Random Sampling Without Replacement - Algorithm Analysis

A quick runtime analysis of methods for taking random samples without replacement

Introduction


There are a few ways of picking random samples without replacement from a body of elements. One can imagine naively selecting an element at random from the list of elements and removing it so that it cannot be selected during the next sample. It is also straightforward to imagine simply keeping tracking of those elements that have already been selected and randomly sampling the whole population each time until an element is found that was not previously sampled. It turns out that both of these methods have their place when it comes to randomly sampling, and should be used in different contexts. This writeup serves to provide a basic analysis of each method (and perhaps when they should be used).

Iterative Reselection


When generating a sample without replacement, we can simply keep track of the elements that have been selected and iteratively reselect elements from the entire population until finding an element that has not previously been chosen. In the case where it is possible to generate elements of the population (i.e. permutations or combinations of a set), this approach can be space efficient as it does not require enumerating all members of the (possible massive) population. The main question becomes how many reselections should we expect to have to make before arriving at the desired number of unique random samples?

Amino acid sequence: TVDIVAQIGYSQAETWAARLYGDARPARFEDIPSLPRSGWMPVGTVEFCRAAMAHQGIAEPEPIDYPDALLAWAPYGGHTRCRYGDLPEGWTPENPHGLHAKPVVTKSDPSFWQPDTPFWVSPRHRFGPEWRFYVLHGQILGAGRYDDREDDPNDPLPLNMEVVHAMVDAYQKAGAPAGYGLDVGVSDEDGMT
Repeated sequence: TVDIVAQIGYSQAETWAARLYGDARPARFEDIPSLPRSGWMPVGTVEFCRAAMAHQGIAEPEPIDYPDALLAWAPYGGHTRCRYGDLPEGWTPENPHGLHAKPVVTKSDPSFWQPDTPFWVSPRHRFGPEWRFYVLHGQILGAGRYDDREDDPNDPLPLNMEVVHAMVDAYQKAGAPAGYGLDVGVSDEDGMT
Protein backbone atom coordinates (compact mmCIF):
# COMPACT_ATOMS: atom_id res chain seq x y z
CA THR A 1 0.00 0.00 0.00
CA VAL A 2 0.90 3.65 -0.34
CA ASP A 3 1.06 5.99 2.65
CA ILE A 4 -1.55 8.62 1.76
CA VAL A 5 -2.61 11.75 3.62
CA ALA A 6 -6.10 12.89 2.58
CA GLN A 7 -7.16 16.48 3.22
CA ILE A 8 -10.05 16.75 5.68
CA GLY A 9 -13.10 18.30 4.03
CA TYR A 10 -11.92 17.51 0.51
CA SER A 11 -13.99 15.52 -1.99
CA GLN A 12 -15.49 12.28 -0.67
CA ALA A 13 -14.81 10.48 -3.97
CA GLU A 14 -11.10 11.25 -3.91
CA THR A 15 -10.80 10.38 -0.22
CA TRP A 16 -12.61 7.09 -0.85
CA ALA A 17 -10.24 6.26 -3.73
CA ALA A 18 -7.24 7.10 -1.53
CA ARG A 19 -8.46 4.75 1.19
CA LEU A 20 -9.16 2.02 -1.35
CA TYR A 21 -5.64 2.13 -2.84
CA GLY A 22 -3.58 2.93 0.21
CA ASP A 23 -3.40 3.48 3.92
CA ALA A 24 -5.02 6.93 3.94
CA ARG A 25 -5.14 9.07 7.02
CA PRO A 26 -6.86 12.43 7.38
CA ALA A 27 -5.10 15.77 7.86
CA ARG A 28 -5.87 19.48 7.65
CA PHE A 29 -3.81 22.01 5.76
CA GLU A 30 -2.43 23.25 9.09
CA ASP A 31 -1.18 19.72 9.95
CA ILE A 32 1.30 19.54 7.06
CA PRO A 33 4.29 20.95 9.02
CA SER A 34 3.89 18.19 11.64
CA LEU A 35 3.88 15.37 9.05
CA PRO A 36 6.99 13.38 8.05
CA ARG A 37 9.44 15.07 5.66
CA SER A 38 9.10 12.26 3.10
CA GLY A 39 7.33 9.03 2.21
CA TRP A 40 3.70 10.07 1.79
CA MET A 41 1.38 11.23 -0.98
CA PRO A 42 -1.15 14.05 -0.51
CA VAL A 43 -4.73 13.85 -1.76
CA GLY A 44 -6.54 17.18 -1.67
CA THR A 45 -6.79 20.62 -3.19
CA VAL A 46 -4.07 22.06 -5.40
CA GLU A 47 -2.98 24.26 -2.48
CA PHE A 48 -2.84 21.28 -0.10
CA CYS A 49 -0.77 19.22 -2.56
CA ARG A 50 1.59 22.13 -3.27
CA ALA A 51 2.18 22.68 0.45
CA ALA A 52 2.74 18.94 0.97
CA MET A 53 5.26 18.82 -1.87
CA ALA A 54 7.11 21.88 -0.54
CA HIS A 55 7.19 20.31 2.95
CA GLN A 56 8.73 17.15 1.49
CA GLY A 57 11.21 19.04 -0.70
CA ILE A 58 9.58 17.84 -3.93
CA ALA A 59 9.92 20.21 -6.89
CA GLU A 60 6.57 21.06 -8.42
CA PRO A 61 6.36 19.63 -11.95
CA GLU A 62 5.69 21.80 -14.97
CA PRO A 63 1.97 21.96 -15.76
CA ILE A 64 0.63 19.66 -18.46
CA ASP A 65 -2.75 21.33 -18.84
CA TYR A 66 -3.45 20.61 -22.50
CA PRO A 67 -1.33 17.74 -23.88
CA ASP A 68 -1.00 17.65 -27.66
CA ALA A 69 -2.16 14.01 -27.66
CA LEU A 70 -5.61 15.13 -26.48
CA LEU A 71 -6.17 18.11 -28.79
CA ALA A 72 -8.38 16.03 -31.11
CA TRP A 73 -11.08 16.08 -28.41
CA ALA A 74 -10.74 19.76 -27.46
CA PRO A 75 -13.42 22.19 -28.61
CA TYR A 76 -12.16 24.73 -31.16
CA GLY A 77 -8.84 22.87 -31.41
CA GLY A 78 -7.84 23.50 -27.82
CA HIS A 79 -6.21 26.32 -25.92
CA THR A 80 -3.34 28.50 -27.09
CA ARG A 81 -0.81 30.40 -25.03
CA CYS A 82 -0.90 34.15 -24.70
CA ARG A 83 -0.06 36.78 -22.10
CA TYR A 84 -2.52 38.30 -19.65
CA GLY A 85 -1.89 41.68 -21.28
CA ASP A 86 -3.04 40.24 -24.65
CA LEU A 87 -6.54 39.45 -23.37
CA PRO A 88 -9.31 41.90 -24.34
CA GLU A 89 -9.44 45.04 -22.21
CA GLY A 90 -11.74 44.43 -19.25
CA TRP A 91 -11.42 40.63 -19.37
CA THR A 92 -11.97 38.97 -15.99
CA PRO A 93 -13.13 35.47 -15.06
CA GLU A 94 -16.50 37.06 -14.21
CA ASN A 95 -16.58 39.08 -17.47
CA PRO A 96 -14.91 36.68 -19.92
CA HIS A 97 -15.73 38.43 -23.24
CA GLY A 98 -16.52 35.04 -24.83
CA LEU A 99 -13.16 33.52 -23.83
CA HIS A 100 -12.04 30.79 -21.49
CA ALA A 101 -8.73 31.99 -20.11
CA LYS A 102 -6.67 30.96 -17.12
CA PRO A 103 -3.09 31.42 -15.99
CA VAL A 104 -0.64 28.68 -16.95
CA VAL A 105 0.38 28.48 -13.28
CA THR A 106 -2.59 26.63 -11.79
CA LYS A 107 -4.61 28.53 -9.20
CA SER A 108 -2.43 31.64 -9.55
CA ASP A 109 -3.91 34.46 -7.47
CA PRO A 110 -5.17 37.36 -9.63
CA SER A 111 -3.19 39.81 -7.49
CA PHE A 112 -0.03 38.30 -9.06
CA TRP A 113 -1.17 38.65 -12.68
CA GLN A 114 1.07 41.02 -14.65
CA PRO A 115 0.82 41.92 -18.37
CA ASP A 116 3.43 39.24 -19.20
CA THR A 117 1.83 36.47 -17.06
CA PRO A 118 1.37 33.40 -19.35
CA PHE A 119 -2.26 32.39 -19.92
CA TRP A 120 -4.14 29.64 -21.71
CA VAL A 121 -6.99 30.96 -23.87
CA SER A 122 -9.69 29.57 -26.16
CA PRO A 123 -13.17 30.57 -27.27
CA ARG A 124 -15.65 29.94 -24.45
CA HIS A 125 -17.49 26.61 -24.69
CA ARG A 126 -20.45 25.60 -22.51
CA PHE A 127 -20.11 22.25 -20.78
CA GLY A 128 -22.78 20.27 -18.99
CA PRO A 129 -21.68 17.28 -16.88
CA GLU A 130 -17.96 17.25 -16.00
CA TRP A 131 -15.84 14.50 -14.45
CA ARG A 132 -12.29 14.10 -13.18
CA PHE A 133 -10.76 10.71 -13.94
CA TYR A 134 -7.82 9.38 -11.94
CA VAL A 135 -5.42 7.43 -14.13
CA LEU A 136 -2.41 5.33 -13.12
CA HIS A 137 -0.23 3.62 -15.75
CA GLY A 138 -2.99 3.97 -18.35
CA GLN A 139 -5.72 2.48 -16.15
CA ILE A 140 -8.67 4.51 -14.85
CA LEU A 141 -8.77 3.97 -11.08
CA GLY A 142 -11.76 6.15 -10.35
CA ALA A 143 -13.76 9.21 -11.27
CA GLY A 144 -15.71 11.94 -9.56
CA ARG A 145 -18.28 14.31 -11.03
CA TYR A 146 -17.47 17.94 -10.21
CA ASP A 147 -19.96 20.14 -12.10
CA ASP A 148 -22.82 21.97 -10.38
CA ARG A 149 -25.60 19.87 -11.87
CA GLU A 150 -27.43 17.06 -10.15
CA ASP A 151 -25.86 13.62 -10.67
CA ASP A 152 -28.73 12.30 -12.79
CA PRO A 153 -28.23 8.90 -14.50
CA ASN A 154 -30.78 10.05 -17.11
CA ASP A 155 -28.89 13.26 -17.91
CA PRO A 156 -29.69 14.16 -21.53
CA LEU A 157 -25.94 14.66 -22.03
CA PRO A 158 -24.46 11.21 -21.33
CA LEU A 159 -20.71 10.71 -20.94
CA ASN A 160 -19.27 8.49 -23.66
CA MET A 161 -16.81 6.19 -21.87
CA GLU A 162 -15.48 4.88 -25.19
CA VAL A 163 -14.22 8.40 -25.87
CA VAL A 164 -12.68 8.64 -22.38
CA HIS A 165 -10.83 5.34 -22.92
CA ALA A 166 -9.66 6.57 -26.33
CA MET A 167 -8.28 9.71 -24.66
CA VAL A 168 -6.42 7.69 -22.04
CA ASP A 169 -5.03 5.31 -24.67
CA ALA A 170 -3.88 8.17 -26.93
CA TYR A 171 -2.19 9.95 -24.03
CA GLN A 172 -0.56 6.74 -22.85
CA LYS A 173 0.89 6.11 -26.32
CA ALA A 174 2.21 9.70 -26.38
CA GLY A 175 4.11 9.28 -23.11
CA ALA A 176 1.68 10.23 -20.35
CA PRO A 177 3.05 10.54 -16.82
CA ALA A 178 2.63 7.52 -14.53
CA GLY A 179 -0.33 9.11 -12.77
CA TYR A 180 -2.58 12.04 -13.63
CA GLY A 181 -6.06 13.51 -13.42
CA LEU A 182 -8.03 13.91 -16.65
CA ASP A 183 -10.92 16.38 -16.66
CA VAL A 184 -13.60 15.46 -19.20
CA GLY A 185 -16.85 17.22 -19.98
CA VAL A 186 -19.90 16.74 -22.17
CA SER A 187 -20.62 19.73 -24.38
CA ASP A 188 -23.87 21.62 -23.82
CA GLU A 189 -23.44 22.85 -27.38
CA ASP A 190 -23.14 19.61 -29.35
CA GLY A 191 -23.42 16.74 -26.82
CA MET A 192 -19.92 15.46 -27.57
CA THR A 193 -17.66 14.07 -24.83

Let \(N\) be the size of population at hand (i.e. the number of possible permutations of a set) and \(m\) be the desired number of distinct random samples. The probability of sampling an element that has not yet been sampled after \(j\) items have already been sampled is \(\frac{N-j}{N}\). This matches the intuition that it becomes increasingly less likely to sample a distinct element after having sampled more and more elements. As a result, we might anticipate that the number of expected reselections will increase drastically with greater values of \(m\).
Now let \(X_i\) be a random variable taking on the number of selections required before selecting the next distinct element after \(i\) selections have already been made. Note that each of the \(X_i\)'s are geometric random variables: $$P(X_j = k) = \bigg(1-\frac{N-j}{N}\bigg)^{k-1}\bigg(\frac{N-j}{N}\bigg) = \bigg(\frac{j}{N}\bigg)^{k-1}\bigg(\frac{N-j}{N}\bigg)$$ with expected value \(\mathbb{E}[X_i] = \frac{N}{N-j}\). Then the random variable \(X = X_0 + \cdots + X_{m-1}\) is the total number of selections required before arriving at the final sample set of size \(m\). The expected value of \(X\) tells us the average number of selections we will have to make before getting a result, which is the value we set out to find: $$\begin{aligned}\mathbb{E}[X] &= \mathbb{E}[X_0 + \cdots + X_{m-1}] \\ &= \mathbb{E}[X_0] + \cdots + \mathbb{E}[X_{m-1}] = \sum_{j=0}^{m-1}{\frac{N}{N-j}}\end{aligned}$$ This sum can be approximated with the integral \[ \int_0^m{\frac{N}{N-j}} = N(\log{N} - \log{(N-m)}) = N\log{\bigg(\frac{N}{N-m}\bigg)} \] which is \(O(N\log{N})\). More to come on this writeup soon.

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